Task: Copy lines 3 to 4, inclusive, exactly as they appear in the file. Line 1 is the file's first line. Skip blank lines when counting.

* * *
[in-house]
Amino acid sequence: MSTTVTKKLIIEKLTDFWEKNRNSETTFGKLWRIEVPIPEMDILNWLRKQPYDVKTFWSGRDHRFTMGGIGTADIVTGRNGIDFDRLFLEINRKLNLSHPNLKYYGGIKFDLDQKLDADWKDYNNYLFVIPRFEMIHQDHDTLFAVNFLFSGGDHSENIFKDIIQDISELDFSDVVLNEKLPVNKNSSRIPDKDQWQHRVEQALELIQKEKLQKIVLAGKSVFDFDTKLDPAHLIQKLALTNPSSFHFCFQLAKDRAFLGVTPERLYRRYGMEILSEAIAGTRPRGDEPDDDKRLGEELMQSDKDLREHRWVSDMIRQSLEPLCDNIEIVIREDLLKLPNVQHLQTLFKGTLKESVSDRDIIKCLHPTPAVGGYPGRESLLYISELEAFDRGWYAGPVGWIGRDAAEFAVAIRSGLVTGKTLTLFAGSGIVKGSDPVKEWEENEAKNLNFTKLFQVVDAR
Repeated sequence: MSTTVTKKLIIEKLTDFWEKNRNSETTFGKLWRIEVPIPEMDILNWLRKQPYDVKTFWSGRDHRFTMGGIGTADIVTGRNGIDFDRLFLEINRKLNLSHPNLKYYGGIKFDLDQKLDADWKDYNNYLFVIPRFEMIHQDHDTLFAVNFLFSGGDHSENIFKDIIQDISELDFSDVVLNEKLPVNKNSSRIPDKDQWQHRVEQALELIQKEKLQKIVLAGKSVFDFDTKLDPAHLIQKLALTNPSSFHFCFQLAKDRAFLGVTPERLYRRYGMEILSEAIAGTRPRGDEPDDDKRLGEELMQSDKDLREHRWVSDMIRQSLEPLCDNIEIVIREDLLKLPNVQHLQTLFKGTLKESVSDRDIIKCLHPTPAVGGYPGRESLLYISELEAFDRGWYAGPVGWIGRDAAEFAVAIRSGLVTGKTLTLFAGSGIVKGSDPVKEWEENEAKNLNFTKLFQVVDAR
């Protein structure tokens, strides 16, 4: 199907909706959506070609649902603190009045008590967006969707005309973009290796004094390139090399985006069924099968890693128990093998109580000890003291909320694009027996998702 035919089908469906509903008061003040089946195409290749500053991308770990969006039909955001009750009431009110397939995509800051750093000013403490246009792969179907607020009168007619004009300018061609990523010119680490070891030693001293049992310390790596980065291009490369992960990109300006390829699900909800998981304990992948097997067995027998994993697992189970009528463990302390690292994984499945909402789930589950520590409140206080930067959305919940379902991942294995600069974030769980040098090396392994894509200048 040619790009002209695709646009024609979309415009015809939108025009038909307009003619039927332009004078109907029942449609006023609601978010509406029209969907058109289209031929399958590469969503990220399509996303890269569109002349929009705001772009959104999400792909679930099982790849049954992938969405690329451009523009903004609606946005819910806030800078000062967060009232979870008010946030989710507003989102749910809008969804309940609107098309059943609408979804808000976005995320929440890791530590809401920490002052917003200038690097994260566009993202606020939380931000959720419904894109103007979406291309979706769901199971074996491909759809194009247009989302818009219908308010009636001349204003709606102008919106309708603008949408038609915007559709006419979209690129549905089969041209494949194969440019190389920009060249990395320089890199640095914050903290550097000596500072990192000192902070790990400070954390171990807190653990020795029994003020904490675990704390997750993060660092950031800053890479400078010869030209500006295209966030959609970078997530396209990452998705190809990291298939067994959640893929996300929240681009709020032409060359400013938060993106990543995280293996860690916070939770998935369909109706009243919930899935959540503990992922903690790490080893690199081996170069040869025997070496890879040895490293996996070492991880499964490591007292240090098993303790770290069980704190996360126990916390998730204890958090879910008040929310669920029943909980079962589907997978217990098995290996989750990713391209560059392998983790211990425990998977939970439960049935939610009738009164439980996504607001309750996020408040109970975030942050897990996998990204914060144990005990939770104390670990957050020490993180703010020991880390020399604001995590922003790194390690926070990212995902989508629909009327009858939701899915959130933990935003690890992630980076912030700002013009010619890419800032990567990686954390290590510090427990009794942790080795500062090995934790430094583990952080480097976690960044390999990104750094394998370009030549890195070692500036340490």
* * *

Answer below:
Repeated sequence: MSTTVTKKLIIEKLTDFWEKNRNSETTFGKLWRIEVPIPEMDILNWLRKQPYDVKTFWSGRDHRFTMGGIGTADIVTGRNGIDFDRLFLEINRKLNLSHPNLKYYGGIKFDLDQKLDADWKDYNNYLFVIPRFEMIHQDHDTLFAVNFLFSGGDHSENIFKDIIQDISELDFSDVVLNEKLPVNKNSSRIPDKDQWQHRVEQALELIQKEKLQKIVLAGKSVFDFDTKLDPAHLIQKLALTNPSSFHFCFQLAKDRAFLGVTPERLYRRYGMEILSEAIAGTRPRGDEPDDDKRLGEELMQSDKDLREHRWVSDMIRQSLEPLCDNIEIVIREDLLKLPNVQHLQTLFKGTLKESVSDRDIIKCLHPTPAVGGYPGRESLLYISELEAFDRGWYAGPVGWIGRDAAEFAVAIRSGLVTGKTLTLFAGSGIVKGSDPVKEWEENEAKNLNFTKLFQVVDAR
């Protein structure tokens, strides 16, 4: 199907909706959506070609649902603190009045008590967006969707005309973009290796004094390139090399985006069924099968890693128990093998109580000890003291909320694009027996998702 035919089908469906509903008061003040089946195409290749500053991308770990969006039909955001009750009431009110397939995509800051750093000013403490246009792969179907607020009168007619004009300018061609990523010119680490070891030693001293049992310390790596980065291009490369992960990109300006390829699900909800998981304990992948097997067995027998994993697992189970009528463990302390690292994984499945909402789930589950520590409140206080930067959305919940379902991942294995600069974030769980040098090396392994894509200048 040619790009002209695709646009024609979309415009015809939108025009038909307009003619039927332009004078109907029942449609006023609601978010509406029209969907058109289209031929399958590469969503990220399509996303890269569109002349929009705001772009959104999400792909679930099982790849049954992938969405690329451009523009903004609606946005819910806030800078000062967060009232979870008010946030989710507003989102749910809008969804309940609107098309059943609408979804808000976005995320929440890791530590809401920490002052917003200038690097994260566009993202606020939380931000959720419904894109103007979406291309979706769901199971074996491909759809194009247009989302818009219908308010009636001349204003709606102008919106309708603008949408038609915007559709006419979209690129549905089969041209494949194969440019190389920009060249990395320089890199640095914050903290550097000596500072990192000192902070790990400070954390171990807190653990020795029994003020904490675990704390997750993060660092950031800053890479400078010869030209500006295209966030959609970078997530396209990452998705190809990291298939067994959640893929996300929240681009709020032409060359400013938060993106990543995280293996860690916070939770998935369909109706009243919930899935959540503990992922903690790490080893690199081996170069040869025997070496890879040895490293996996070492991880499964490591007292240090098993303790770290069980704190996360126990916390998730204890958090879910008040929310669920029943909980079962589907997978217990098995290996989750990713391209560059392998983790211990425990998977939970439960049935939610009738009164439980996504607001309750996020408040109970975030942050897990996998990204914060144990005990939770104390670990957050020490993180703010020991880390020399604001995590922003790194390690926070990212995902989508629909009327009858939701899915959130933990935003690890992630980076912030700002013009010619890419800032990567990686954390290590510090427990009794942790080795500062090995934790430094583990952080480097976690960044390999990104750094394998370009030549890195070692500036340490």